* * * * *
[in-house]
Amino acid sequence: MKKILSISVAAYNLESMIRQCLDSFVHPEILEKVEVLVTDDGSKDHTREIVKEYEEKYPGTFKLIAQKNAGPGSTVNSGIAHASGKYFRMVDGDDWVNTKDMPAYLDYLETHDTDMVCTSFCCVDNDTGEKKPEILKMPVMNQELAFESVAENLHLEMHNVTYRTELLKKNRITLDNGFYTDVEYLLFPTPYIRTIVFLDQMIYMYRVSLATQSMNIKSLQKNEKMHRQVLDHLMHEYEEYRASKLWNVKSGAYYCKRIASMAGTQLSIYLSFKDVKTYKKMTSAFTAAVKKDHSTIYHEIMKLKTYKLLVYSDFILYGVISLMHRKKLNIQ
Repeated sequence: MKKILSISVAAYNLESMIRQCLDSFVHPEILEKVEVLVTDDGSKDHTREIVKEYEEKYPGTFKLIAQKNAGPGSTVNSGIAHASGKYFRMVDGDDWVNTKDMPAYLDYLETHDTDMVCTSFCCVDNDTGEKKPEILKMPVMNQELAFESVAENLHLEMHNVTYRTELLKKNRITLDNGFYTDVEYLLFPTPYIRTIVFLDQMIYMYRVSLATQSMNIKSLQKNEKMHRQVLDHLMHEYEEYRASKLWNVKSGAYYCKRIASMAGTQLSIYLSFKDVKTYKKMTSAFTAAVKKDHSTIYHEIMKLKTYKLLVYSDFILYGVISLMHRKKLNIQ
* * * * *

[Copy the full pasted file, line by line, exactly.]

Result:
[in-house]
Amino acid sequence: MKKILSISVAAYNLESMIRQCLDSFVHPEILEKVEVLVTDDGSKDHTREIVKEYEEKYPGTFKLIAQKNAGPGSTVNSGIAHASGKYFRMVDGDDWVNTKDMPAYLDYLETHDTDMVCTSFCCVDNDTGEKKPEILKMPVMNQELAFESVAENLHLEMHNVTYRTELLKKNRITLDNGFYTDVEYLLFPTPYIRTIVFLDQMIYMYRVSLATQSMNIKSLQKNEKMHRQVLDHLMHEYEEYRASKLWNVKSGAYYCKRIASMAGTQLSIYLSFKDVKTYKKMTSAFTAAVKKDHSTIYHEIMKLKTYKLLVYSDFILYGVISLMHRKKLNIQ
Repeated sequence: MKKILSISVAAYNLESMIRQCLDSFVHPEILEKVEVLVTDDGSKDHTREIVKEYEEKYPGTFKLIAQKNAGPGSTVNSGIAHASGKYFRMVDGDDWVNTKDMPAYLDYLETHDTDMVCTSFCCVDNDTGEKKPEILKMPVMNQELAFESVAENLHLEMHNVTYRTELLKKNRITLDNGFYTDVEYLLFPTPYIRTIVFLDQMIYMYRVSLATQSMNIKSLQKNEKMHRQVLDHLMHEYEEYRASKLWNVKSGAYYCKRIASMAGTQLSIYLSFKDVKTYKKMTSAFTAAVKKDHSTIYHEIMKLKTYKLLVYSDFILYGVISLMHRKKLNIQ